Use the Right Gear

From skiing and snowboarding to ice skating and snowmobiling, winter offers many opportunities to get outdoors and have fun. But choosing the wrong equipment can lead to serious injuries and even death. Thoroughly assess your gear each year and periodically throughout the season to ensure it still fits properly and that it is not damaged. Outerwear should be flexible and help you maintain your core body heat while protecting you from cold elements. It should also be highly visible, especially if you are near roadways or out after dark. Additionally, it is a good practice to assess snowblowers, plows, and other heavily used seasonal equipment that could cause potential injuries.

Stretch Before Physical Activity

Stretching and pre-workout exercises are routine for people who play sports or are physically active. But when is the last time you warmed up your muscles before hitting the slopes or a skating rink? Pre-activity warmups are always recommended, but are particularly important in cold weather when muscles are more likely to contract to conserve heat and are prone to injury. A brisk walk, squats, lunges, and shoulder circles are all simple ways to increase blood flow to your muscles and joints, preventing the likelihood of experiencing head, neck, and other serious injuries.

Drive Safely

Automobile accidents are one of the leading causes of traumatic brain injuries, neck and back pain, and whiplash in the U.S. Although accidents can happen in any season, snow, ice, and limited visibility require us to be extra vigilant when we drive in the winter months. One of the best ways to stay safe while driving this winter is to maintain an adequate following distance between the vehicle ahead of you so you have plenty of time to stop. Make sure your tires are properly inflated and have adequate tread, always wear seatbelts and check that child safety seats are properly installed, and assess your headlights, brake lights, and hazard lights to ensure your vehicle is highly visible. If you experience an accident or emergency, remember to stay inside your vehicle and wait for assistance so you are not struck by a passing motorist. Roadside pedestrian accidents are very common, especially on snow covered roads with reduced visibility.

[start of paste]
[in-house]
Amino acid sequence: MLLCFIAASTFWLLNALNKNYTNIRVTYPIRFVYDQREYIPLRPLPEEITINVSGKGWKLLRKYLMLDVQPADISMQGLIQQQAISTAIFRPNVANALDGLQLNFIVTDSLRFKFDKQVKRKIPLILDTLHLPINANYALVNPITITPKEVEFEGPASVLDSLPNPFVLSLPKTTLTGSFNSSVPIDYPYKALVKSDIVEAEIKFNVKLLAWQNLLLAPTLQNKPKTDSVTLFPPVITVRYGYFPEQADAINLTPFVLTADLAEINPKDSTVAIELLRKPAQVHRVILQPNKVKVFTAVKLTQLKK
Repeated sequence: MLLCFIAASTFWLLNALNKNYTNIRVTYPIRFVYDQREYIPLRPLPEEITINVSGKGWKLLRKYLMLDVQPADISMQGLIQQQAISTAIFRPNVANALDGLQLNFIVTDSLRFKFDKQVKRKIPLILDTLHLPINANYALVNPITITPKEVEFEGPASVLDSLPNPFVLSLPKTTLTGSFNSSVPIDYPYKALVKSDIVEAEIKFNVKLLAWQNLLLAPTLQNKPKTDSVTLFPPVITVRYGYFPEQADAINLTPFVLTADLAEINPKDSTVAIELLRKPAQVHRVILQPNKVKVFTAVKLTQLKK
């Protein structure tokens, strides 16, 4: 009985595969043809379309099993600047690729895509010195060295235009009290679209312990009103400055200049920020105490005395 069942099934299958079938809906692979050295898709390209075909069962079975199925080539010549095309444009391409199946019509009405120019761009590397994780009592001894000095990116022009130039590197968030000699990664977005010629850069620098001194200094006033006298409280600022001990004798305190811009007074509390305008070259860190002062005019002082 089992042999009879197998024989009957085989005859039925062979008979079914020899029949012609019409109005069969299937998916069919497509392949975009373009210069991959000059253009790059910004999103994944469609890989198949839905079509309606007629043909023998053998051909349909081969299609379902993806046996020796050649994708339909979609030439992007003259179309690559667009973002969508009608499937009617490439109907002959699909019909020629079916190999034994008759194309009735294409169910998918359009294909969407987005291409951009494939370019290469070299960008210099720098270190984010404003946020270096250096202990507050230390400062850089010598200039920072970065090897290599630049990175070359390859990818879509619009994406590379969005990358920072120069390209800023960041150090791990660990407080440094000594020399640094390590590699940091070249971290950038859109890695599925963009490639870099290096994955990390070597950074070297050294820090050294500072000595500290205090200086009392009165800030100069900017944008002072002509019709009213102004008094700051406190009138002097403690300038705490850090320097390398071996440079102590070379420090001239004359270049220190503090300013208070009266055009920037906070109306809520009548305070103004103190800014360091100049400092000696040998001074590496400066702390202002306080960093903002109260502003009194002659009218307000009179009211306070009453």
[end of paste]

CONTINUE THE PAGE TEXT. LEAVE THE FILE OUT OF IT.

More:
As we enter the peak winter months, it is important to make safety a priority. Choosing the right shoes and gear, shoveling and de-icing walkways, and driving for the conditions are all simple steps we can take to prevent winter head and neck injuries. If an injury or symptoms occur, it is also crucial to know when to seek treatment. For more information about winter head and neck injuries, our services at Insight, or to schedule an appointment with our Neurosurgery team, contact us today.


Q: How Can Older Adults Prevent Winter Injuries?

A: Winter’s harsh conditions affect older adults more than any other age group. However, dressing in layers to stay as warm as possible, staying active and eating healthy, carrying a cellphone or medical alert system, and keeping an emergency kit with necessities for severe weather can all protect seniors from winter illnesses or injuries.

Q: What Should I Do If I Experience a Winter Injury?

A: If you experience a winter injury or symptoms, it is important to stop what you are doing and assess the situation. Minor injuries and soreness usually requires minimal treatment at home. However, if you experience a blow to the head or neck, shortness of breath, or any other life threatening symptoms, see a physician immediately or dial 911.

Q: Who is Most Commonly Affected By Winter Injuries?

A: Anyone can experience an injury caused by winter weather and related activities. However, there are a few groups who are more susceptible than others. Older adults, children, and individuals who have a pre-existing condition or past injuries are all more likely to experience winter injuries.